Involving the media

A media campaign can influence the way people view your cause.

Local papers need local stories, and communities want to feel connected with local issues. Telling your stories through media and social media will help raise awareness of your cause, and could help you gain support.

A successful media campaign can influence whether an issue is viewed with sympathy or dissent by local people, and in turn, councillors, commissioners and MPs, so making contact with journalists and involving them in your campaign is a worthwhile exercise.

Journalists rely on being given local stories about local issues, so supplying them with a steady flow of information will create more opportunity for your voice to be heard. Invite journalists to attend events and, where possible, provide them with willing and relevant interviewees. Keep them up to date with what is going on locally and the work you are doing.

Press releases are a useful tool for setting out your story and selling it to journalists. Our template provides a good starting point and some tips for making your press release stand out and get noticed.

A press release isn’t always necessary though. Calling journalists to tell them about your campaign is often the quickest way of building relationships with your local press.    

What makes news?

Journalists are only interested in stories that are newsworthy. The following will appeal:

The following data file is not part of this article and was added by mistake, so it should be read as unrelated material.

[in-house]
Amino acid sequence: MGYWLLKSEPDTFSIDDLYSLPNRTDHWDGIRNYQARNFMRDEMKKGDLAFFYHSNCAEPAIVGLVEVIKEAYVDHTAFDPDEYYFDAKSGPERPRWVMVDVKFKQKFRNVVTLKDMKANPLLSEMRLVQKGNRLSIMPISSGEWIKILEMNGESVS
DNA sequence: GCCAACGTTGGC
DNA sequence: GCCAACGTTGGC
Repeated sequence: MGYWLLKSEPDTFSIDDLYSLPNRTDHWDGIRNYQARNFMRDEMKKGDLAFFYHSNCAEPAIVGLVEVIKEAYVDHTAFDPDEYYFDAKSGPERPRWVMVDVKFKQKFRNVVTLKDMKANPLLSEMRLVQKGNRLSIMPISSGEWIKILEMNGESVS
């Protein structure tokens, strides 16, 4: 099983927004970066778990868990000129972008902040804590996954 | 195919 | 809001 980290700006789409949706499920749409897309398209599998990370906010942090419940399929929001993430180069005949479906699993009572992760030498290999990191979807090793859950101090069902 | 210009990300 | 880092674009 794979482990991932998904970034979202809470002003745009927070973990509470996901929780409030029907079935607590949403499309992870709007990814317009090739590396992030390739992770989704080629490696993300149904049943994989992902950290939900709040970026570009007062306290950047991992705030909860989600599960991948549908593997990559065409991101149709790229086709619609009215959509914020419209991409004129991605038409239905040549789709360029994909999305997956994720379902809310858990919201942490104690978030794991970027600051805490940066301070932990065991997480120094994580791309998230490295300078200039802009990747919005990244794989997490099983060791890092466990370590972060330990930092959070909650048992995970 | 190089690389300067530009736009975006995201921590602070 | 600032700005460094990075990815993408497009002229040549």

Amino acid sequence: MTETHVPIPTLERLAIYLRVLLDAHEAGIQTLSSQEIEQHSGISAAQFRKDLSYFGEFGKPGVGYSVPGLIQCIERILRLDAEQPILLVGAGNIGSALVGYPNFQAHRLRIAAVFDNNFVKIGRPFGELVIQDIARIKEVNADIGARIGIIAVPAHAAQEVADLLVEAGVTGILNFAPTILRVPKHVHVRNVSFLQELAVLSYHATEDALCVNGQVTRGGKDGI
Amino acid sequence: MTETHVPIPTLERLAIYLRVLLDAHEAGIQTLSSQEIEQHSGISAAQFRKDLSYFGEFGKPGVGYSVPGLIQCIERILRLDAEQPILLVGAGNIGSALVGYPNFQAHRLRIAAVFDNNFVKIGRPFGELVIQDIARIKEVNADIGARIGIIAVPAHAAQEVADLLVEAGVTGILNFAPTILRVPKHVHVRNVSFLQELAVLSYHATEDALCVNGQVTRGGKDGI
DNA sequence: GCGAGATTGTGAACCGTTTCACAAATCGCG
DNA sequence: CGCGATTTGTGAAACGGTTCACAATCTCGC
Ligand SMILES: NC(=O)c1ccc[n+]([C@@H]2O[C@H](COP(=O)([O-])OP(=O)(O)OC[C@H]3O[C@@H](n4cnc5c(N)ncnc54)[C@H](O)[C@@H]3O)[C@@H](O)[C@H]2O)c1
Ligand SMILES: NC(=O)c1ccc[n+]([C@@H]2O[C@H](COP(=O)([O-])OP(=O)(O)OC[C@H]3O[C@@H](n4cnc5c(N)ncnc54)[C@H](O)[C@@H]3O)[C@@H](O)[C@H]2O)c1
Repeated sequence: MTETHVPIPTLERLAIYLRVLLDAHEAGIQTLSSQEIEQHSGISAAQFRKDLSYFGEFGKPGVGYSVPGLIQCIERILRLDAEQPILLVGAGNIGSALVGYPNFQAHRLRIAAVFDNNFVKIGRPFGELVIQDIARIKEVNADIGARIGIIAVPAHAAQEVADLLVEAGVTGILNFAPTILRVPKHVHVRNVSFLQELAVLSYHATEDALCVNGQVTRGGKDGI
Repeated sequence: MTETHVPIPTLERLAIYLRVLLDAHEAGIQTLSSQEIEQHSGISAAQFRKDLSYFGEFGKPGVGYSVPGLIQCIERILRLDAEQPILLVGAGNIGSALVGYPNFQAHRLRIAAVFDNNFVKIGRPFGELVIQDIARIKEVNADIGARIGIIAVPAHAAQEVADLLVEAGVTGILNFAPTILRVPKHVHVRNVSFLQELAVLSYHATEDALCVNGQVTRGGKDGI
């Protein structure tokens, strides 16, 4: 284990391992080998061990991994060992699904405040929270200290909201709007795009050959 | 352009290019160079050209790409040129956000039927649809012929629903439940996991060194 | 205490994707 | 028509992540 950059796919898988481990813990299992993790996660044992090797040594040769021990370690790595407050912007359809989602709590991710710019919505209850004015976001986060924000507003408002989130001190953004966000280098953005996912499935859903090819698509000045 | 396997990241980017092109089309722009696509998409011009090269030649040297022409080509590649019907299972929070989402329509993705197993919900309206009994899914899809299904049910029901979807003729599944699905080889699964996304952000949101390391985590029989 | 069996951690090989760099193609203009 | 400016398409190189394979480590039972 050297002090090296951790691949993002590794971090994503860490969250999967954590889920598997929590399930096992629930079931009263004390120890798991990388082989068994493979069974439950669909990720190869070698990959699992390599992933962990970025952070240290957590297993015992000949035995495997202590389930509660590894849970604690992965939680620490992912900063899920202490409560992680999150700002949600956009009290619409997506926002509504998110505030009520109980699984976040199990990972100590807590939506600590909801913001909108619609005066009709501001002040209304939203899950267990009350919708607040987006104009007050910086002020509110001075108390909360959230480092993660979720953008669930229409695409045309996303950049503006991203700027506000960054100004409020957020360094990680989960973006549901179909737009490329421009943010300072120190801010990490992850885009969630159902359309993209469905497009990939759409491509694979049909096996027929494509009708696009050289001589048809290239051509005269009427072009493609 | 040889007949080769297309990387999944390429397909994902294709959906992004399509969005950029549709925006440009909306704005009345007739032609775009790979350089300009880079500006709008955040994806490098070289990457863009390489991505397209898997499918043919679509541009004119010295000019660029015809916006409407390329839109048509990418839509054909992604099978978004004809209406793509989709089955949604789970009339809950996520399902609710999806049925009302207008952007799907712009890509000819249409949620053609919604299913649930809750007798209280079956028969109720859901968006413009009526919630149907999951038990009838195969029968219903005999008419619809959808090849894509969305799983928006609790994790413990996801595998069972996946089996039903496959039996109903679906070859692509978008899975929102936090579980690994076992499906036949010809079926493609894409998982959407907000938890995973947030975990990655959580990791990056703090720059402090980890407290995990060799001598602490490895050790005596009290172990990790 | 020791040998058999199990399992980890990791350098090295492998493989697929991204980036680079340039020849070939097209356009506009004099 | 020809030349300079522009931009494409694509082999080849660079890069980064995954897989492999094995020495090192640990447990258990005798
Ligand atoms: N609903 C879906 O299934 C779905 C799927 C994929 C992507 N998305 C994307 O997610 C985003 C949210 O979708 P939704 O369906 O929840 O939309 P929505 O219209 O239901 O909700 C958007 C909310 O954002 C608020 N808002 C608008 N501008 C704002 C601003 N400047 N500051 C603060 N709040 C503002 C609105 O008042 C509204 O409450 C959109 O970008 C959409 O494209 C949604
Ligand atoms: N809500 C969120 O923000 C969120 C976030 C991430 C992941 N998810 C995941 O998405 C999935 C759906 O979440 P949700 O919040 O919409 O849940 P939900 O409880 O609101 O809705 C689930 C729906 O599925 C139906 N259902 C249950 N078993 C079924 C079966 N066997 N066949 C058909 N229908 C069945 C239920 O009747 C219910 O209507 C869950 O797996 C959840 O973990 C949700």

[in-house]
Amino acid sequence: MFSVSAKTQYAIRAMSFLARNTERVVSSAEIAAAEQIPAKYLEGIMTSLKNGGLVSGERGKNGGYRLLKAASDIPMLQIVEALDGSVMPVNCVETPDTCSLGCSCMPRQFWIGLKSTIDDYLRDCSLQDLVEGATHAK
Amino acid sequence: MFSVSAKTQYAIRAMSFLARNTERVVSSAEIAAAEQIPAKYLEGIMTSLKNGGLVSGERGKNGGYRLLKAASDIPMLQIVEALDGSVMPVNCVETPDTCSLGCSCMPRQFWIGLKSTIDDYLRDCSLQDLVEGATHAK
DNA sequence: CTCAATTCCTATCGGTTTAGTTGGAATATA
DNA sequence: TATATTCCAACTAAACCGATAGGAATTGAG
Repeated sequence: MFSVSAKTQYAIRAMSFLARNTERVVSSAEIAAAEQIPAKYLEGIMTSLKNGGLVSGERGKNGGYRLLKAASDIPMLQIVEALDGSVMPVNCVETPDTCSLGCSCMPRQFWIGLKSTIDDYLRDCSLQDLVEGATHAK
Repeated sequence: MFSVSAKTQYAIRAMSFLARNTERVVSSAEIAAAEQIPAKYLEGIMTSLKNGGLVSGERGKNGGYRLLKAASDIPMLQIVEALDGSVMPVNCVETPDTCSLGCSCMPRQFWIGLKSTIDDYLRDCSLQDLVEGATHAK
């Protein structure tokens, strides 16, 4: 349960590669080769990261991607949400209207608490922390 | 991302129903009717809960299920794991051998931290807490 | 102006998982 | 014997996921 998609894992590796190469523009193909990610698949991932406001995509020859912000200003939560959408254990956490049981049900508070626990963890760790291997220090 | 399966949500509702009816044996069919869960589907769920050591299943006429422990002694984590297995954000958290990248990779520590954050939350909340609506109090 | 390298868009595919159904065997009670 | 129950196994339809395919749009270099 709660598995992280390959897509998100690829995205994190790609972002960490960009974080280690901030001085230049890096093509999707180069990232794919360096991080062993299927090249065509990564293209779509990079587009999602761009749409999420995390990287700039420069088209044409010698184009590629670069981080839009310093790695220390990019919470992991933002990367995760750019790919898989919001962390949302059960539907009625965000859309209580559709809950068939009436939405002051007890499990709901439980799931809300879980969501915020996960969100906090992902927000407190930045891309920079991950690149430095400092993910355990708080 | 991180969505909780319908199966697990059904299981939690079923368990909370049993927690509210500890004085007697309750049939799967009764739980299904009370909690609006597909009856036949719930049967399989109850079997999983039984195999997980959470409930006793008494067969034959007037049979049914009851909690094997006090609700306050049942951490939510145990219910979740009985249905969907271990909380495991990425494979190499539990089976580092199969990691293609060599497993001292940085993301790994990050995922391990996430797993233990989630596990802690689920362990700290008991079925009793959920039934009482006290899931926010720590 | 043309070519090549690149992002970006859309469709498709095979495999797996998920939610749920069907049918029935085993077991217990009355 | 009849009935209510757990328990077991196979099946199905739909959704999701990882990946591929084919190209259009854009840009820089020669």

• Conflict/controversy

This is unavoidable but can actually present a good opportunity for comment

  • Statistics and research

Journalists are always interested in the results of research. Providing facts and figures is a good way to argue the merits or failings of, for example, a service or piece of legislation

  • Innovation

Stories about people and organisations doing something new or unusual are always appealing to journalists.

  • A wider context

Where possible, try to present local issues in the context of national debates, such as welfare reform. This gives local stories more political clout and makes them more appealing to journalists and editors

  • Human stories with personal accounts

Stories with a genuine human interest angle are powerful and effective so you should, wherever appropriate, involve your clients and local people.

  • Photo opportunities

An interesting picture can help to sell a story, so think about to use this to your advantage. For example, if an MP is visiting your service, let your local paper know and invite them to send a photographer. They want the photo and the MP wants the publicity, so everyone wins. 

Social Media

Social media offers an unrivalled opportunity to communicate messages to, and build networks with, an enormous audience. Social networks are all around – every smartphone owner likely has access to at least one social media app, meaning there is the potential to communicate with people at all times of the day, wherever they go.

Almost all councillors, MPs, journalists, and organisations are now on Twitter, so this is a great way of building networks, interacting and sharing information. Getting a following on Twitter can really help get a campaign or issue into the public domain.